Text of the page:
From triple helix - winter 2018 - Conscience Wars
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There have been increasingly strident calls to see conscientious objection done away with in medicine for well over a decade now. (1) In a famous 2006 polemic published in the BMJ, an Oxford bioethicist asserted:
'A doctor's conscience has little place in the delivery of modern medical care. What should be provided to patients is defined by the law and consideration of the just distribution of finite medical resources, which requires a reasonable conception of the patient's good and the patient's informed desires. If people are not prepared to offer legally permitted, efficient, and beneficial care to a patient because it conflicts with their values, they should not be doctors.' (2)
In his view, conscientious objection results in both inefficiency and inequity. However, whilst he is careful not to depict conscientious objection as an exclusively 'religious' problem, the reader is left in little doubt that he considers it to be primarily so. The article's subheading begins 'Deeply held religious beliefs may conflict with some aspects of medical practice', (3) and at several points 'religious values' are unfavourably contrasted, explicitly and implicitly, with 'secular liberal values'. Even more explicitly, religious values 'corrupt' the delivery of healthcare and to allow conscientious objection on the basis of them is clearly discriminatory when 'other values can be as closely held and are as central to conceptions of the good life as religious values'. (4)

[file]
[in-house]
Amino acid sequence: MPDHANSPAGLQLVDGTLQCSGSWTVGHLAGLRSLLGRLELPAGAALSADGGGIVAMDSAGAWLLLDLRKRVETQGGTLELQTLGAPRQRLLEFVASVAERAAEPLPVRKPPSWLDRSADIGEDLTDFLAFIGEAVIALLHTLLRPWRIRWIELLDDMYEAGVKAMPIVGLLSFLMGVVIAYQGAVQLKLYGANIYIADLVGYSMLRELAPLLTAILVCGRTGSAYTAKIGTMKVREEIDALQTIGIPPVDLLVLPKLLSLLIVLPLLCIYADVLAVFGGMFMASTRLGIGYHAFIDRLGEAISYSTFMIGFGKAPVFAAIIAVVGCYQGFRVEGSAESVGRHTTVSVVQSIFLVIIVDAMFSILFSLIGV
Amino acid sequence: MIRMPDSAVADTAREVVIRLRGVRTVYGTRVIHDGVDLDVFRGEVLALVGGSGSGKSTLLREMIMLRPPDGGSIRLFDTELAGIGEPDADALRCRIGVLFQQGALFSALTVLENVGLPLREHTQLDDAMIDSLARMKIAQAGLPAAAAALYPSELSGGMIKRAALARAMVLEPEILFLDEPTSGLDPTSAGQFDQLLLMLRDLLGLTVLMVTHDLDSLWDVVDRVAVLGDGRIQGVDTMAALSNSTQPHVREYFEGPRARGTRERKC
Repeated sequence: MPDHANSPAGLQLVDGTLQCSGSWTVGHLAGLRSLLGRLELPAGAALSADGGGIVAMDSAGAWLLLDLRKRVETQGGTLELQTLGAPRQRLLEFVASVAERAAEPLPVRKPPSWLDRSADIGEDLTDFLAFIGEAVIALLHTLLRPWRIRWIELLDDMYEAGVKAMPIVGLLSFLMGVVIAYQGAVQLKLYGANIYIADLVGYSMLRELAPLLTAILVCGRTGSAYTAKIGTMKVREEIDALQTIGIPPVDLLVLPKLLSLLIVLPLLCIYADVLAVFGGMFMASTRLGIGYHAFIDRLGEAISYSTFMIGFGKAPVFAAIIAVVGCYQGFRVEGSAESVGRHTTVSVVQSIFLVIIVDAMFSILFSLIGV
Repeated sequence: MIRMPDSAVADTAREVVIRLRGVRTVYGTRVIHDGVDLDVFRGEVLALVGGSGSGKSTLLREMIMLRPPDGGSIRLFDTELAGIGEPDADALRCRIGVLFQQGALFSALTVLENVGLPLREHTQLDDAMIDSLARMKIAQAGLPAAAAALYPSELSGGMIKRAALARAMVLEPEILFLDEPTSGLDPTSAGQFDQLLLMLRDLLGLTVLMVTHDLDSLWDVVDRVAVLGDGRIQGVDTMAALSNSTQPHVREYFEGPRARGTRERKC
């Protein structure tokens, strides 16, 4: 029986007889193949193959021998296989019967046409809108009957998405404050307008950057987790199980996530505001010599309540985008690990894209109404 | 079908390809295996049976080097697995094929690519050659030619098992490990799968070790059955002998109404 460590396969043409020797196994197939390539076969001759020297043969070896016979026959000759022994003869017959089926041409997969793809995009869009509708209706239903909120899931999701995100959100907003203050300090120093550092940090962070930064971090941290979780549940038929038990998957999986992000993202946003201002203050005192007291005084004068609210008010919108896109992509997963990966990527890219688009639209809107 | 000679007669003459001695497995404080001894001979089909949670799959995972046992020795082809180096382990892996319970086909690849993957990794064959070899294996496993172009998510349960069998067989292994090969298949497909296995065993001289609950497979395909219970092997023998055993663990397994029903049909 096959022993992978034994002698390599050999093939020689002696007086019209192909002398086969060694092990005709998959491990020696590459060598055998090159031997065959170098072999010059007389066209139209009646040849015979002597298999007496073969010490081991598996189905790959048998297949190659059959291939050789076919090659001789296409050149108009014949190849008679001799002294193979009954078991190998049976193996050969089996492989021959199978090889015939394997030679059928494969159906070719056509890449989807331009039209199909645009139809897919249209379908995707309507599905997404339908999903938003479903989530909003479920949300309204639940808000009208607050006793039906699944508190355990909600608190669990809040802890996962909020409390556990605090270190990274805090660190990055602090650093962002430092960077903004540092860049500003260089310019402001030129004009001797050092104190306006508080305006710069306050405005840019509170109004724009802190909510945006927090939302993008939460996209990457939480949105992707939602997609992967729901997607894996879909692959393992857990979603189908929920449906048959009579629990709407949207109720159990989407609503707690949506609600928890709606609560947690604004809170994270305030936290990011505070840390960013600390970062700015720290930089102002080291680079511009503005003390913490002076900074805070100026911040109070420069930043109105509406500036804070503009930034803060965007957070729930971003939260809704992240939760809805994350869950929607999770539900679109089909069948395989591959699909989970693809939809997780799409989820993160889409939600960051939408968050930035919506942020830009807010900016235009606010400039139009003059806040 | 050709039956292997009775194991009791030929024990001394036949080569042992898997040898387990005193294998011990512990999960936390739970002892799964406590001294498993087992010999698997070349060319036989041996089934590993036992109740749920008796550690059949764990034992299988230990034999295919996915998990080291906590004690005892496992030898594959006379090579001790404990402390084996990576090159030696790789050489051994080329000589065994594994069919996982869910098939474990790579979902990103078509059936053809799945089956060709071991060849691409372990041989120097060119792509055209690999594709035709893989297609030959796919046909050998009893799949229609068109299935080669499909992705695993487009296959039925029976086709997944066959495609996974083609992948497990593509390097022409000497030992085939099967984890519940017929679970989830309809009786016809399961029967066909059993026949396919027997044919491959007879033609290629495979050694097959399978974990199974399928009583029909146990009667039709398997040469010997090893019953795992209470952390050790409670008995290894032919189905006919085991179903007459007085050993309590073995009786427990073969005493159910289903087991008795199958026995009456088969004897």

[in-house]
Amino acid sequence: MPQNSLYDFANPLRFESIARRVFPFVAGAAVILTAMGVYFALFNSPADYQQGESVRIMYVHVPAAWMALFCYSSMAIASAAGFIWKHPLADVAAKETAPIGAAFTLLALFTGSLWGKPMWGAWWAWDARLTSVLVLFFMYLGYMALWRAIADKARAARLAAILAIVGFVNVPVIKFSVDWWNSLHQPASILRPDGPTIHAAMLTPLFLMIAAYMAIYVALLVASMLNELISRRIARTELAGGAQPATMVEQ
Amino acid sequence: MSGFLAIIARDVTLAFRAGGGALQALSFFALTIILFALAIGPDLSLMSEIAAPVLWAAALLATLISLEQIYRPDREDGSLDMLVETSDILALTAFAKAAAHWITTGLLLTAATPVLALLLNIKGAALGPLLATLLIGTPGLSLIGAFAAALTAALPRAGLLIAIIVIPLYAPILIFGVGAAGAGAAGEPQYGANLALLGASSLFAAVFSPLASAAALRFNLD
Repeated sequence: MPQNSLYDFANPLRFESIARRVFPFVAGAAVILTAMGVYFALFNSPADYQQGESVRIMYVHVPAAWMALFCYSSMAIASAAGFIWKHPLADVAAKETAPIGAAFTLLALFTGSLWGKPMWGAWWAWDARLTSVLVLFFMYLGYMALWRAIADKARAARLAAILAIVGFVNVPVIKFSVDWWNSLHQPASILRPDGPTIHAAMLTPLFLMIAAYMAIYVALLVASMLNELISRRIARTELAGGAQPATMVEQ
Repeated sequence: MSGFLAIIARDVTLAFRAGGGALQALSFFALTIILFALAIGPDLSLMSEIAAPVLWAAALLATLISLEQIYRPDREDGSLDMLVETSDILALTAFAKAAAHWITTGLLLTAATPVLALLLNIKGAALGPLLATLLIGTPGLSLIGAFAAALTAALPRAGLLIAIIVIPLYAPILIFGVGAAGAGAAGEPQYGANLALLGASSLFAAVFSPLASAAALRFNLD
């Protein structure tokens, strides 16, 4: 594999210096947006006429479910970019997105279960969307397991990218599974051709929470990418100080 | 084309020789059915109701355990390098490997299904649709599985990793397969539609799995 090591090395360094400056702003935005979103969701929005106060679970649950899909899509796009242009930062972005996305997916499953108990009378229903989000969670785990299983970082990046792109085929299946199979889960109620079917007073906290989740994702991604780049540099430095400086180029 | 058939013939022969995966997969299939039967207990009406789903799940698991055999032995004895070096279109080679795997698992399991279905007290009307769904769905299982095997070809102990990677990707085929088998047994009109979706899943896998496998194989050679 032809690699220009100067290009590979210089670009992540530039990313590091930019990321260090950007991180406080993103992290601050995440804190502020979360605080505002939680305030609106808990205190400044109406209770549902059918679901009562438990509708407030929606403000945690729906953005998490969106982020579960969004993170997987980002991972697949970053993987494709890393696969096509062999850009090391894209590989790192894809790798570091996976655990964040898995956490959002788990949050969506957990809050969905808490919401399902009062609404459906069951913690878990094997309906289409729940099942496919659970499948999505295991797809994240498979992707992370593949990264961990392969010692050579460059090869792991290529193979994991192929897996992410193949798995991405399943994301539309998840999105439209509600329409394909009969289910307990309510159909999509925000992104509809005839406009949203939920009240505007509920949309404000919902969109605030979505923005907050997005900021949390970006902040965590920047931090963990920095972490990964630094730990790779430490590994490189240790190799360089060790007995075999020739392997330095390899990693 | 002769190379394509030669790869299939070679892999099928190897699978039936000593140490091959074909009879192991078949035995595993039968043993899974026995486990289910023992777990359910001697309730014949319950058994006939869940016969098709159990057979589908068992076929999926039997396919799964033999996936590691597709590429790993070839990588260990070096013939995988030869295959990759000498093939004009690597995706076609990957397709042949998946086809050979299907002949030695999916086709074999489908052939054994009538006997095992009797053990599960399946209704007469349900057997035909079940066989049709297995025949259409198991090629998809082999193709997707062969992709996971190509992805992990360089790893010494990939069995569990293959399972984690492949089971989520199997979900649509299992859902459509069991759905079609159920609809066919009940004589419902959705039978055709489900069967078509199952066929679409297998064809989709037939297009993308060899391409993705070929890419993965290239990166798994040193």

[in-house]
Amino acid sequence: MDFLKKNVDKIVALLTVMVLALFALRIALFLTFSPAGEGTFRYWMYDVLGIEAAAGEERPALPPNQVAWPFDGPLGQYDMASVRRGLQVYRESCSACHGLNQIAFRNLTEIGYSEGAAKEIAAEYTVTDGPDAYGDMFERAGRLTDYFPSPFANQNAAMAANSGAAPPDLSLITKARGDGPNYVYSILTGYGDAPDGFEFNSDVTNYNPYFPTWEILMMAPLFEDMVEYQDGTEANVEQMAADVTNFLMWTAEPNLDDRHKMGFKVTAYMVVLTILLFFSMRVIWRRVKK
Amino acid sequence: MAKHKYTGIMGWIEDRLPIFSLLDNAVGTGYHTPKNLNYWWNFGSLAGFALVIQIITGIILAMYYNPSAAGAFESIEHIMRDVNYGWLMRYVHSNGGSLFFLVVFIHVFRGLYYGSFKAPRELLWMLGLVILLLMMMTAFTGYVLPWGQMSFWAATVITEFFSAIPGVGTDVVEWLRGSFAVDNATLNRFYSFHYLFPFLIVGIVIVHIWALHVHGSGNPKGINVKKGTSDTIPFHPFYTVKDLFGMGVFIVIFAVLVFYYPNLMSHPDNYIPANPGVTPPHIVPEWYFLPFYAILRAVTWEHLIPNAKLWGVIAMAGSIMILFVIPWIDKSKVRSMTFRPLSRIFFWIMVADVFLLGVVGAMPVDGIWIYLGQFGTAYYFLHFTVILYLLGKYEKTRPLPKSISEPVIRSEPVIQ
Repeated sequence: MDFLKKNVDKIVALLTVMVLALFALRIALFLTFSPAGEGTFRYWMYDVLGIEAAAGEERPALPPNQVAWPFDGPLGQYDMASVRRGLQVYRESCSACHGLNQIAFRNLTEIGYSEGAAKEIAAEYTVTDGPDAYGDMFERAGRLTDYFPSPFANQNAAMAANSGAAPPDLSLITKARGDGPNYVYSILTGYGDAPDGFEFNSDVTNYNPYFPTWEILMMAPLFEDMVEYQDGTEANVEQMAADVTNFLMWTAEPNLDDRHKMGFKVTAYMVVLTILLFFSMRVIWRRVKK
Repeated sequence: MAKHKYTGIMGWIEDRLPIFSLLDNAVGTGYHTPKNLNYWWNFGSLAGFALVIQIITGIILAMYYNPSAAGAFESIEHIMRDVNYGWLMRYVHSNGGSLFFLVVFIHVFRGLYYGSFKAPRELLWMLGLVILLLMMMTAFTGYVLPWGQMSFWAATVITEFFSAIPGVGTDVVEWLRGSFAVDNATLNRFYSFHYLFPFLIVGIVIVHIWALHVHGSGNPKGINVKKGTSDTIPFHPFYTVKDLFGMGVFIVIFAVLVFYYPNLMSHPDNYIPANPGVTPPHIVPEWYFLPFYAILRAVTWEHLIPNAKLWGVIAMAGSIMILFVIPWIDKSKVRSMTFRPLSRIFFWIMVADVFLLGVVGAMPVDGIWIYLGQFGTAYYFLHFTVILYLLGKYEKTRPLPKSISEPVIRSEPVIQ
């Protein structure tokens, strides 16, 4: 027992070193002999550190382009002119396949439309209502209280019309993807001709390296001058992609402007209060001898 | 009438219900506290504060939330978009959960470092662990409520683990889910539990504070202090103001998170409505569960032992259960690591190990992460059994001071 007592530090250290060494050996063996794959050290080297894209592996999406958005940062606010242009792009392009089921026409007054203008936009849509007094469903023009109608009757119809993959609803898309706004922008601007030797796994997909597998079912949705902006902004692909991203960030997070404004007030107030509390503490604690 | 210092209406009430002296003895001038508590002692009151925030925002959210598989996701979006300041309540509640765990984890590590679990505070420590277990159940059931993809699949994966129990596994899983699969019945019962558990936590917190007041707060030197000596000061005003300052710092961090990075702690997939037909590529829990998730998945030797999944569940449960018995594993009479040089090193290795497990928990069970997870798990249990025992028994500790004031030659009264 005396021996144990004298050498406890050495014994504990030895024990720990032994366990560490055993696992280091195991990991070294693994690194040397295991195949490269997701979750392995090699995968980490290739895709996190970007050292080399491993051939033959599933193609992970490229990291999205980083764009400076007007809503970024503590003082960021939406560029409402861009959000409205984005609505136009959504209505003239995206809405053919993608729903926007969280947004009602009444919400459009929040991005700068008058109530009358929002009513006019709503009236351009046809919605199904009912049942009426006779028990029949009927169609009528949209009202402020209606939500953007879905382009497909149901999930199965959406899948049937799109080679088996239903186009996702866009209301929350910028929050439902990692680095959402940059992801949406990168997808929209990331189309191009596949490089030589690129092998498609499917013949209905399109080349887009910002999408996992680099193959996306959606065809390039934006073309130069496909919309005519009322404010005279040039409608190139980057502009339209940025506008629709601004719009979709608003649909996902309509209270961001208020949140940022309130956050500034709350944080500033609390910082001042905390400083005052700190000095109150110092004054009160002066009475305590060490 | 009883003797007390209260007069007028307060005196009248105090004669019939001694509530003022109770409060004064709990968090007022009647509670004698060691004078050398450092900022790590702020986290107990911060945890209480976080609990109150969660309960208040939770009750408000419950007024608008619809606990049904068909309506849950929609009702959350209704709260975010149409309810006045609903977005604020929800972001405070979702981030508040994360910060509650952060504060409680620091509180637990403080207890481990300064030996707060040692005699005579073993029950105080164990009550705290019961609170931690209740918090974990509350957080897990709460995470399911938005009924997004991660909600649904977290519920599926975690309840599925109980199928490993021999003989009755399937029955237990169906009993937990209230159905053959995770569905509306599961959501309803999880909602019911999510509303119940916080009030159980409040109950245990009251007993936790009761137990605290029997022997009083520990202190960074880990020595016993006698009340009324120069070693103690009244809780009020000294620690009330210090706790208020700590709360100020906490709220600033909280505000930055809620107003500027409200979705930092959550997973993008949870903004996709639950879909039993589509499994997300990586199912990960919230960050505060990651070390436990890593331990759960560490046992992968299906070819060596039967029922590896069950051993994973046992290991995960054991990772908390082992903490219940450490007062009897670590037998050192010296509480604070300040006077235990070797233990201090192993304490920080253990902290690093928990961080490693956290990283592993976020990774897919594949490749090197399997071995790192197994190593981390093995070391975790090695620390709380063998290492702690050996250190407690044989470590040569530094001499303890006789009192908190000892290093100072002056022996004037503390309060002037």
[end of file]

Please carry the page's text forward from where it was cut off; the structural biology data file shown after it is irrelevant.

Doctors may have private religious convictions but as public servants they must conform to a shared set of secular values and practices, defined and regulated by law and governmental policy. Those unable or unwilling to do this, thereby forfeit their ability to do their job: 'Doctors who compromise the delivery of medical services to patients on conscience grounds must be punished through removal of their licence to practise and other legal mechanisms'. (5)
Legal constraints on conscientious objection
More recently conscientious objection (hereafter for brevity CO) has also come under fire from lawyers as well as bioethicists. Munthe and Neilsen, two lawyers from Sweden in a recent paper claimed: